Agenda item

County Durham Youth Justice Service


The Committee considered a report of the Corporate Director of Children and Young People’s Services which presented an overview of County Durham Youth Justice Service, including the latest Service/Partnership performance. The report also highlighted key achievements during the previous year, along with areas for improvement and development which the service would be focussed upon during the next year (for copy of report, see file of Minutes).


Mr D Summers, Youth Justice Service Manager was in attendance to present the report and deliver a presentation that provided information on performance; service improvement plan; recognition and service developments 2023-2024 (for copy of presentation, see file of Minutes).


Councillor Quinn referred to the rate of young people receiving a custodial sentence and noted the rate of 0.06 per thousand for 10 -17 years seemed relatively low and asked if this was normal.


The Youth Justice Service Manager responded that it was lower than the regional and national figures and commented that some areas had zero and some areas had significantly higher than a rate of 0.06. He stated that every time a young person was in custody, a review was carried out on the appropriateness of the action taken by the Service. The Youth and Justice Service believed that some young people do need to go into custody if there was a need to protect the public.


Councillor Quinn referred to the re-offending rate of 36.8% and asked for some data on how this compared with other areas regionally and nationally.


The Youth Justice Service Manager responded that he would ensure any reports going forward would include more detail and indicated that the service was on a par with the regional and national rate for re-offending.


Mr Balls indicated that the information would be more useful if they had some comparison figures and indicated that it may have been useful to have last year’s figures.


Councillor Charlton referred to offending and asked if the offences were becoming more violent. She commented that in her division there had been some serious offences involving young people and asked if this was the norm and if offenders were becoming more complex to deal with.


The Youth Justice Service Manager confirmed that offenders were now more complex. In terms of violent crimes, he indicated that County Durham did not have the issues that were seen in some urban areas that dominated the news. He added that County Durham’s violence problem was mostly lower-level violence but it was getting worse with more serious levels of violence used. They had a potential developing issue with girls and violence and their willingness to use higher levels of violence. He stated that girls commit around 17% of all offences and 33% of violent offences. He continued that County Durham does not have a gang culture and does not have large-scale use of very serious violence.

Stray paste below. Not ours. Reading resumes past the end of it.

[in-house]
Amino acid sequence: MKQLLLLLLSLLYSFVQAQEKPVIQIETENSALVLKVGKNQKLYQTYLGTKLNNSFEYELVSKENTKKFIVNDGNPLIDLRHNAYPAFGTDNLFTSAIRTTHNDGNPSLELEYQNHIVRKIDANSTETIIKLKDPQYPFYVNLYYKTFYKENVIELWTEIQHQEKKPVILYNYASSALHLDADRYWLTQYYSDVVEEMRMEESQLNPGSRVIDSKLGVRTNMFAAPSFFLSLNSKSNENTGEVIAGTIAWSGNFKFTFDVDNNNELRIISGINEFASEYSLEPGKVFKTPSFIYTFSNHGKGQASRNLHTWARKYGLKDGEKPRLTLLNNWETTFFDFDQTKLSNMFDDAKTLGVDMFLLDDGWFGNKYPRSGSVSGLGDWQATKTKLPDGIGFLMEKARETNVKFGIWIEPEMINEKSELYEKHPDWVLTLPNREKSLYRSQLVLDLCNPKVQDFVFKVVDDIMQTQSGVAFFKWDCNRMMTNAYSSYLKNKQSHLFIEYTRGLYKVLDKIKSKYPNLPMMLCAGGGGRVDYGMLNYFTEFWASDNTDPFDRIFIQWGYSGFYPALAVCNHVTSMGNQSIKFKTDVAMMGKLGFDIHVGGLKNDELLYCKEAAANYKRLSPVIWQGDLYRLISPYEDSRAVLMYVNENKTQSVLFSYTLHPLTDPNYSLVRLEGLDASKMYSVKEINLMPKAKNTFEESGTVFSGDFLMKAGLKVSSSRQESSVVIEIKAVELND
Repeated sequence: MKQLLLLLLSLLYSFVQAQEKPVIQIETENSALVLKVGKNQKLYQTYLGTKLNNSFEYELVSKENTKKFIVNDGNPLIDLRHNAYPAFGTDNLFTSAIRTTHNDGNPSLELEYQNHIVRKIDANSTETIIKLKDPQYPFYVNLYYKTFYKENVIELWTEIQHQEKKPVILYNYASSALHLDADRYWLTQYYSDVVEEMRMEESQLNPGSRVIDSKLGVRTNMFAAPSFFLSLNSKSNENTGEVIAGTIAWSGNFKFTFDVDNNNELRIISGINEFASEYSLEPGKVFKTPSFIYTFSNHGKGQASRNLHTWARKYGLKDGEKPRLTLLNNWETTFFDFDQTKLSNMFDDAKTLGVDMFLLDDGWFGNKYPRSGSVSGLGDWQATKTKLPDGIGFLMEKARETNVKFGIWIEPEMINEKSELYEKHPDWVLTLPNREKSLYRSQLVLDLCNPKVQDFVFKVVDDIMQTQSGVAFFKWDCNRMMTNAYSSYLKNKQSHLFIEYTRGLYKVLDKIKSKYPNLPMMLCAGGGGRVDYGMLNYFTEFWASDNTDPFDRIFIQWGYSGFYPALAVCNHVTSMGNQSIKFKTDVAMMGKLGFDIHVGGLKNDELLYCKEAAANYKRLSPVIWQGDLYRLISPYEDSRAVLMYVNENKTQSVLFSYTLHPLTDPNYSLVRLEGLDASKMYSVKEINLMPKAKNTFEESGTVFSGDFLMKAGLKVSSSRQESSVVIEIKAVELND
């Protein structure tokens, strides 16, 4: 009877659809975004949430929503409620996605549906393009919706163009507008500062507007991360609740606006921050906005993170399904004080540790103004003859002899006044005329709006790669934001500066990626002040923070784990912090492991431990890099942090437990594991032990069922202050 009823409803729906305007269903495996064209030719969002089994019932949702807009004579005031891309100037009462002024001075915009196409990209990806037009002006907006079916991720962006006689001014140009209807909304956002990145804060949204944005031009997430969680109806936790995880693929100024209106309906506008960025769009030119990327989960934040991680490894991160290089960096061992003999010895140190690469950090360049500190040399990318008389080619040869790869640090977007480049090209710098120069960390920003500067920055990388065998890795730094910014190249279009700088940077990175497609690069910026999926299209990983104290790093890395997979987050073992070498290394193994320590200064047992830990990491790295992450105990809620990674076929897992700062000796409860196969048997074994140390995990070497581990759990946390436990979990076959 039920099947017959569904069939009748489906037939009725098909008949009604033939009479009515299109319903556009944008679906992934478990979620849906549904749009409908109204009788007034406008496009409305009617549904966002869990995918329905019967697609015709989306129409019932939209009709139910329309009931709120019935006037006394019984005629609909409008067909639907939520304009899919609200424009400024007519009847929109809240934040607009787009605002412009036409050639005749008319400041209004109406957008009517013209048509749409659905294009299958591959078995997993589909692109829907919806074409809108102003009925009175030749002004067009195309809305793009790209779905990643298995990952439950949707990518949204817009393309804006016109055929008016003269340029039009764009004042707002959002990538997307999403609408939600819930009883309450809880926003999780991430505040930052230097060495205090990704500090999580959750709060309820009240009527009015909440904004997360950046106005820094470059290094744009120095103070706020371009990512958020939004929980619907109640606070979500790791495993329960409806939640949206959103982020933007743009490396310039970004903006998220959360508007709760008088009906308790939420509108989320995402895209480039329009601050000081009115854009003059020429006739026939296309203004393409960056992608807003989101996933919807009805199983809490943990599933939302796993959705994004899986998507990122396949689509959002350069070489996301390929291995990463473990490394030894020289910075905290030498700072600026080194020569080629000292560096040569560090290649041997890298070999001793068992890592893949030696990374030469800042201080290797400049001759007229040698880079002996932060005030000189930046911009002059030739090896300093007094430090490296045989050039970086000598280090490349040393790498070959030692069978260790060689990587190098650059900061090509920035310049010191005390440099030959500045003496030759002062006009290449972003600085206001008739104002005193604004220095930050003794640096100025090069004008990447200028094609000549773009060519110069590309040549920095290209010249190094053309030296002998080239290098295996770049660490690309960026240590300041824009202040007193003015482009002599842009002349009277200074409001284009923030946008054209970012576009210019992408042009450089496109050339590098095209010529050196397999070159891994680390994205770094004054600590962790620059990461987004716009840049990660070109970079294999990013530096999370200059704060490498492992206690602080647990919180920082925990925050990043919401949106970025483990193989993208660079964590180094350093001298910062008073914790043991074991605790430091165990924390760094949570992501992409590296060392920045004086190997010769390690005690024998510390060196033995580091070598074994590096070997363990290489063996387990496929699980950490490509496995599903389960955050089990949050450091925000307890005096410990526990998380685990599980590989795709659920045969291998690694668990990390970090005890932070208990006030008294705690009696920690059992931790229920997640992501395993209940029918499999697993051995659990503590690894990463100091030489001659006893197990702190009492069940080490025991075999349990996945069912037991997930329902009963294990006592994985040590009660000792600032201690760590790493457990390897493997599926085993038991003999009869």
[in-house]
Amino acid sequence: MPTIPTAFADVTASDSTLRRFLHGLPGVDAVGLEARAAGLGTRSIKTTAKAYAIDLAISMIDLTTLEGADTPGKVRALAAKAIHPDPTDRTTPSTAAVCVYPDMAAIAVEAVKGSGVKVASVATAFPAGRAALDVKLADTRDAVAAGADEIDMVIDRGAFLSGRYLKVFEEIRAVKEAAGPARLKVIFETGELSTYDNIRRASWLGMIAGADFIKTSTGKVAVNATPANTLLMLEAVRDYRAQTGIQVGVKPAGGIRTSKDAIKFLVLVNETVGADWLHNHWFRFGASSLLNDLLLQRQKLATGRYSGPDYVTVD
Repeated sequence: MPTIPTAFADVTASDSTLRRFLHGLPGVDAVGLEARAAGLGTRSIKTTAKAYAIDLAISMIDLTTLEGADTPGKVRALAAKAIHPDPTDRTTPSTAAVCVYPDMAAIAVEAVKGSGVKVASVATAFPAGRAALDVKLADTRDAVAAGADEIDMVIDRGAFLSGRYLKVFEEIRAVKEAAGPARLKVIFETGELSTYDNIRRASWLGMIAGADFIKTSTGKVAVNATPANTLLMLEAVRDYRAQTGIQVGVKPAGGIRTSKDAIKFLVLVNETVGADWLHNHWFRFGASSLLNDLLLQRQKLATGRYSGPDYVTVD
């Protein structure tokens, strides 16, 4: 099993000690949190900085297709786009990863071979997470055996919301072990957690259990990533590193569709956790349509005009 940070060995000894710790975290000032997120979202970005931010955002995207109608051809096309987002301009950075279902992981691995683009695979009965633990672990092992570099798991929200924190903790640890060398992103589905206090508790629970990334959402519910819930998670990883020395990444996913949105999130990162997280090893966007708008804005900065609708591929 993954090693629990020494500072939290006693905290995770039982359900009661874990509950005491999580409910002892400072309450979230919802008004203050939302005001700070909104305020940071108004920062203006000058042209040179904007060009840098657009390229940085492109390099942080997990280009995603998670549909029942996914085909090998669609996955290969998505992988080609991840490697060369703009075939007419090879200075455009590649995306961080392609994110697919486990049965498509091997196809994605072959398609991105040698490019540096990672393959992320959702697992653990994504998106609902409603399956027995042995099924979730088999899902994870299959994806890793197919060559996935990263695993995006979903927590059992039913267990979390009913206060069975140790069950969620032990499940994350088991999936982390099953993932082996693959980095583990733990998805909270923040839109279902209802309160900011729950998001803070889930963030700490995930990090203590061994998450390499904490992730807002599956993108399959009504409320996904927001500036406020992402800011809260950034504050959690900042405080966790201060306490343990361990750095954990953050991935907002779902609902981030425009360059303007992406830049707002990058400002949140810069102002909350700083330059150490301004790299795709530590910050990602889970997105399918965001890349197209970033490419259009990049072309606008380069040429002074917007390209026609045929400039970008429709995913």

Councillor Charlton responded that she wanted County Durham to be a safe place to live. She then referred to the new officers appointed to work exclusively with young people referred for anti-social behaviour and asked if a cap on the numbers of children they would be dealing with. She was concerned on the impact on staff dealing with complex cases and asked if the Service were looking after staff and case levels.


The Youth Justice Service Manager responded that the inspection that had taken place in August 2022 and looked at caseload levels and in their view, these were appropriate and the numbers were not too demanding. The Service has a detailed and full staff care process. They recognise that members of staff particularly those dealing with sex offenders may require support. The Service is a multi-agency partnership made up of 57 members of staff with no cap on caseload numbers. Caseloads are managed within the whole of the partnership’s resources.


Councillor Potts indicated that it did not feel like anything was improving in his area and referred to improving resources in neighbourhoods at the first point of contact with the police.


The Youth Justice Service Manager responded that they take their youth offending referrals from Durham Constabulary. They do not have an input in the police’s initial stages but do have in terms of supervision working jointly with the police in the local neighbourhood with multi-agency planning. The service does not have involvement in relation to the allocation of police resources.


Resolved: That the report and presentation be noted.

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